Climate change is making Antarctica greener

Phillip Butler
May 20, 2017

In fact, the Antarctic Peninsula is one of the regions with the fastest warming on the planet with a temperature rise of about 0.5 degrees Celsius per decade since the 1950s.

"Then the next summer they thaw and grow some more", study author Matthew Amesbury of the University of Exeter told IBTimes UK. The increase in growth along a long, 400-mile stretch of the peninsula suggests that climate change rather than localised factors are likely to be the cause.

The polar regions are warming more rapidly than the rest of the Earth, as greenhouse gasses from fossil fuel burning build up in the atmosphere and trap heat.

Researchers from Exeter and Cambridge universities and the British Antarctic Survey studied a 150-year period of moss growth in the Antarctic Peninsula by taking samples from the material laid down each year.

After analyzing the core samples from 150 years ago the researchers said the peninsula has warmed in the past 50 years. The leader of the research project said that it would lead to critical changes in the landscape of the peninsula and to its biology as well.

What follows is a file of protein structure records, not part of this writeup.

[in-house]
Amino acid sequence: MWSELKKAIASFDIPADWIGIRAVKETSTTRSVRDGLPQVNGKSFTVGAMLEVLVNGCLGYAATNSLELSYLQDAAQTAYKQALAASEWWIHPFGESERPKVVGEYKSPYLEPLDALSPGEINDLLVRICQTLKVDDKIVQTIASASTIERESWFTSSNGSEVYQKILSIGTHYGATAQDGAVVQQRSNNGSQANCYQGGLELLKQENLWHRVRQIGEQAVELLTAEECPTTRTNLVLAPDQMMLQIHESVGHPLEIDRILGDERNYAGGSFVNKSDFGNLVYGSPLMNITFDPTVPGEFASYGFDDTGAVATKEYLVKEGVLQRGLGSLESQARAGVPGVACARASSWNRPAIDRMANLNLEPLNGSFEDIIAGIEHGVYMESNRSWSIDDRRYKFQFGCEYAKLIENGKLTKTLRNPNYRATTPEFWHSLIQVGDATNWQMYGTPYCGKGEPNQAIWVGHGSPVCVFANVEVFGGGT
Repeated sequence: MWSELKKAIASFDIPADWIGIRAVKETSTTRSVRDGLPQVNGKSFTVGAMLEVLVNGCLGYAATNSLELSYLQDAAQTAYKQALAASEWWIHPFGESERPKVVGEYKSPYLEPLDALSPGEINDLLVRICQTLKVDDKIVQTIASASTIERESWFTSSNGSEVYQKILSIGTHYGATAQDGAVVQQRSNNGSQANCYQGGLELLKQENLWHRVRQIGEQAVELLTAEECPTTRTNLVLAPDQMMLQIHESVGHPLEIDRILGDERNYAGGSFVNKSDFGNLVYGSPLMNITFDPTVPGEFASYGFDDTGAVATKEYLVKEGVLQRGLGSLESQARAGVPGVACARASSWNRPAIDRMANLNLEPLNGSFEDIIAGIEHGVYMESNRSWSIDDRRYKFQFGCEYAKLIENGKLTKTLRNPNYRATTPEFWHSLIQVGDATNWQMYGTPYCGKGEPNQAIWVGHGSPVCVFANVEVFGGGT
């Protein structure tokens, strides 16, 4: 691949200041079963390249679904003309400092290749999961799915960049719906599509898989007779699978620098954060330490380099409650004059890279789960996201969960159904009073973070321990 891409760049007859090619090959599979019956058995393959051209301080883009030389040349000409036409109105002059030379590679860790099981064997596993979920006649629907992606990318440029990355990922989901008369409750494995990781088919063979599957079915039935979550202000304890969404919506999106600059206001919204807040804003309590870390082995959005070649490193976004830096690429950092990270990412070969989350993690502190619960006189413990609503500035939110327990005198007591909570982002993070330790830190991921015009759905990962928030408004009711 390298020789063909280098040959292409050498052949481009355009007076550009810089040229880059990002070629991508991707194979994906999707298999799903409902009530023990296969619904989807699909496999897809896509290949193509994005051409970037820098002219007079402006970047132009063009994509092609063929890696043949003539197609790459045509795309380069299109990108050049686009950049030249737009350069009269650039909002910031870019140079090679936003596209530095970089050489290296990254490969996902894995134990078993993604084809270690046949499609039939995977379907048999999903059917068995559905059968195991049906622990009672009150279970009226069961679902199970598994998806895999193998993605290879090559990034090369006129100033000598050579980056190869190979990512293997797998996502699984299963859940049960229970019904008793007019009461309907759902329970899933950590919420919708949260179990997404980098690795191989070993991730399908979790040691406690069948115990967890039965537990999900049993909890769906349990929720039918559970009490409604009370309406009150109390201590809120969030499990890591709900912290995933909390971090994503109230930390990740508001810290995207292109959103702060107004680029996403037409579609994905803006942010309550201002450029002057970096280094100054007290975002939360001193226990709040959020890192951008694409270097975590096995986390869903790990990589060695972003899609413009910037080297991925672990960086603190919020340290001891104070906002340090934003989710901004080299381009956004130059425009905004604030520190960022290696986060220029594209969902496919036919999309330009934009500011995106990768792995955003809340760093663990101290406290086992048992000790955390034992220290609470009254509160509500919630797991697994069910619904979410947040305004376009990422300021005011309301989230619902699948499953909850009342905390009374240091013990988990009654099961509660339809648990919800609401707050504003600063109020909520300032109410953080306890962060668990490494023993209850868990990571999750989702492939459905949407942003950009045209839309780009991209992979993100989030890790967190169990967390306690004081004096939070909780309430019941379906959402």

The researchers also said that the sensitivity of moss growth rate in response to past temperature increases suggest that terrestrial ecosystems of the Antarctic Peninsula will continue to experience rapid change during future warmings.


"If this continues, and with increasing amounts of ice-free land from continued glacier retreat, the Antarctic Peninsula will be a much greener place in the future".

One of the scientist from Exeter University who took part in the study, Dr. Matt Amesbury said, "What we found were these large, dramatic changes occurring in all of our cores".

The cores reveal that the warming climate of Antarctica in the past 50 years has spurred on biological activity: the rate of moss growth is now four to five times higher than it was pre-1950. Those sites include three Antarctic islands (Elephant Island, Ardley Island, and Green Island) where the deepest and oldest moss banks grow, representing a 600-kilometer transect along the Peninsula.

"In short, we could see Antarctic greening to parallel well-established observations in the Arctic". According to Charman, it is striking to find out the kind of consistency in reports from different sites. In the Arctic, there's now so much plant growth that some scientists are hoping it will at least partially offset the loss of carbon from thawing permafrost beneath those plants.

The scientists say their data shows soils and plants will change dramatically even with only limited further warming.

"If the temperatures are below 0C, it doesn't matter if they change by 1 or 2 degrees, because all the water is still locked away as ice", she says.

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